• > That, and if your school really does have Network Nazis (TM) running the show, do you really think you're going to be able to move gigabytes of encrypted data without having your activities scrutinized, and even your machine looked over?

        Yes. Their little protocol analyzers have trouble peering into SSH connections. So they don't get a little email saying that you're doing something illegal. And if they do get to your machine (which they can't; they're not the police), they're not going to have the
        • Your little "I have a god given right to ship gigs of traffic over the campus network" rant is made all the funnier by the fact that your ~jrockway link is now 404...

          Encryption is real, and it's powerful.

          Certainly is, but sysadmins are more powerful. If you're shipping gigs of encrypted traffic around then prepare to find yourself with a bandwidth cap if they're feeling nice, and a rumor that you're distributing child pr0n and using encryption to cover your tracks if they're not so nice.

          I suspect yo
  • Quality? Access? (Score:4, Interesting)

    by izx ( 460892 ) on Saturday July 17, 2004 @08:17PM (#9727771)
    Is this high-bitrate, CD-quality audio that will be streaming? If not, then this scheme will have limited effect, particularly among the non-Britney listener crowd. Besides, unless the university has Napster servers onsite or something, or maybe uses bandwidth shaping to give the Napster streams the highest priority, with people downloading other stuff all the time, the stream will probably be interrupted from time to time. To me, and to others too I'm sure, there is nothing more annoying than a stream that breaks up...even if it's only once every 10 songs.

    Also, what about those who'd prefer to use their own "system" to listen to their music? This covers the gamut from those using alternative OS's to those who simply prefer a particular player (Winamp, Foobar2000, etc.). If this is a Windows-only, WMP/Proprietary Player-only scheme, it definitely isn't going to be all that popular.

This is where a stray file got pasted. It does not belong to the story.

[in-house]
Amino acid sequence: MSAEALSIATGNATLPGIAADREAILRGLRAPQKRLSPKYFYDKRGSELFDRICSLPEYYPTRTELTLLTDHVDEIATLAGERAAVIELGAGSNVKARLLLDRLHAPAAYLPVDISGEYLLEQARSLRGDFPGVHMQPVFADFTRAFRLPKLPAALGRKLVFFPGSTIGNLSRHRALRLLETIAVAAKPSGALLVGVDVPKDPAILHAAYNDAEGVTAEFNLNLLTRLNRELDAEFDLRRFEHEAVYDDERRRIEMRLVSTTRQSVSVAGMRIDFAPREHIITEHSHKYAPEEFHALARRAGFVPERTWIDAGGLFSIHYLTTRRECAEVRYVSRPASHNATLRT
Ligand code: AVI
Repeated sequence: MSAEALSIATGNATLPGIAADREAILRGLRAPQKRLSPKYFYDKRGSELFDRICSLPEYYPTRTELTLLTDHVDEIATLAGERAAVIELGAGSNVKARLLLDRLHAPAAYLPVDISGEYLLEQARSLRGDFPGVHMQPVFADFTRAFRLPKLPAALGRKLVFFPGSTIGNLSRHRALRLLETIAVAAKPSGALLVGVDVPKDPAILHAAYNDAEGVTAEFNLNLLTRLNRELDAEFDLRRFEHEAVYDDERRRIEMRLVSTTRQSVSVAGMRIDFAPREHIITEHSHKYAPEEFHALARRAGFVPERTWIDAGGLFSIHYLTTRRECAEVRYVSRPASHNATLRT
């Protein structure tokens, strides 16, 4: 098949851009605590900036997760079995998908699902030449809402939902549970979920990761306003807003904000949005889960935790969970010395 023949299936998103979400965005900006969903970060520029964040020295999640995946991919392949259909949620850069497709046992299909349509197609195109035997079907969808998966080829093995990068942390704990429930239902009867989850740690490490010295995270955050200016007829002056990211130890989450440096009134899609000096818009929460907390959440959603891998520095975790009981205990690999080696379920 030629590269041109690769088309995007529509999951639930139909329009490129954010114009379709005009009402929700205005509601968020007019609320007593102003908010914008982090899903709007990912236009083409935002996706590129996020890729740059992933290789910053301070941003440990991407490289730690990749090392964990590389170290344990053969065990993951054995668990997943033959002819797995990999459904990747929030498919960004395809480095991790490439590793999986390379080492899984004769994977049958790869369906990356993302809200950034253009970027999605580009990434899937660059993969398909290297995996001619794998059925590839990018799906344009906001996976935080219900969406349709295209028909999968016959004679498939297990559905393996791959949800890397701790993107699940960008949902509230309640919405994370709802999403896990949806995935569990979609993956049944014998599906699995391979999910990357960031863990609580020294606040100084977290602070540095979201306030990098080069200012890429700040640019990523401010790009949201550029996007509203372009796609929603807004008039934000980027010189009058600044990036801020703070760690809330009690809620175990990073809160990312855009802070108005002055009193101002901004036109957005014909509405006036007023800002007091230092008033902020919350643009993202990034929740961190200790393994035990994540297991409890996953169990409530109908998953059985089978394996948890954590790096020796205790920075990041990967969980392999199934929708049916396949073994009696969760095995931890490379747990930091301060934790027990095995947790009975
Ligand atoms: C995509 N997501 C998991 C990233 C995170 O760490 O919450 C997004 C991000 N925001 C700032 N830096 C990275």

Lastly, what about portables? Can you put one copy of a song on a portable of your choice?

    There's too many imponderables with this scheme, and if it's typically restricted streaming (which I think it'll be, with Napster the source), then the best this thing can hope to be is a very fast preview for songs that people will want to buy/download.
  • Yeah freakin right (Score:5, Informative)

    by Southpaw018 ( 793465 ) on Saturday July 17, 2004 @08:20PM (#9727783) Journal
    I go to Penn State, the first of the schools to strike a deal with Napster and bend over and let the RIAA take them up the...well, you know. Anywho, you get like, no songs. If you like -anything- other than what's on the radio, and sometimes even that, then your tracks will be marked "buy only" even with a Napster Premium account. Napster sucks. They claim to have 700k tracks...too bad I've had the service for half a year and only found 24 worth downloading.
    • Off-topic but check out the new kiosk machines in the hub, they replaced 3 perfectly functioni iMacs with 3 dual 2.0 GhZ G5s with 17" Apple monitors. Just another example of our school wasting money, that is $6k in excess of buying 3 eMacs easily.
      • And if they didn't replace them, someone else would be bitching that they're collecting technology infrastructure fee money and not giving the students anything for it.
  • Very good idea . . (Score:5, Insightful)

    by Jaffanator ( 677358 ) on Saturday July 17, 2004 @08:20PM (#9727786) Homepage
    While some technically savvy students (read: /.ers) will continue to use other means to get DRM-free mp3's and movies, most college students would be content to listen to their favorite music off the Napster streaming service. Once the administration tells them it is okay and even probably helps them install the software the ease of use trumps everything else for the average college student.
    • I'm not sure it will help that much, if you have to be at the computer - I think college kids are mostly out and about and not often glued in front of a computer.
    • Um, do you actually know any current college students? They may not be able to install linux blindfolded, but they are sure as hell savvy enough to install kazaa and download tunes. They also know how to share tunes over AIM file transfers. And if some don't, it's enough of a basic skill that others will teach them.
  • by Gogl ( 125883 ) on Saturday July 17, 2004 @08:30PM (#9727834) Journal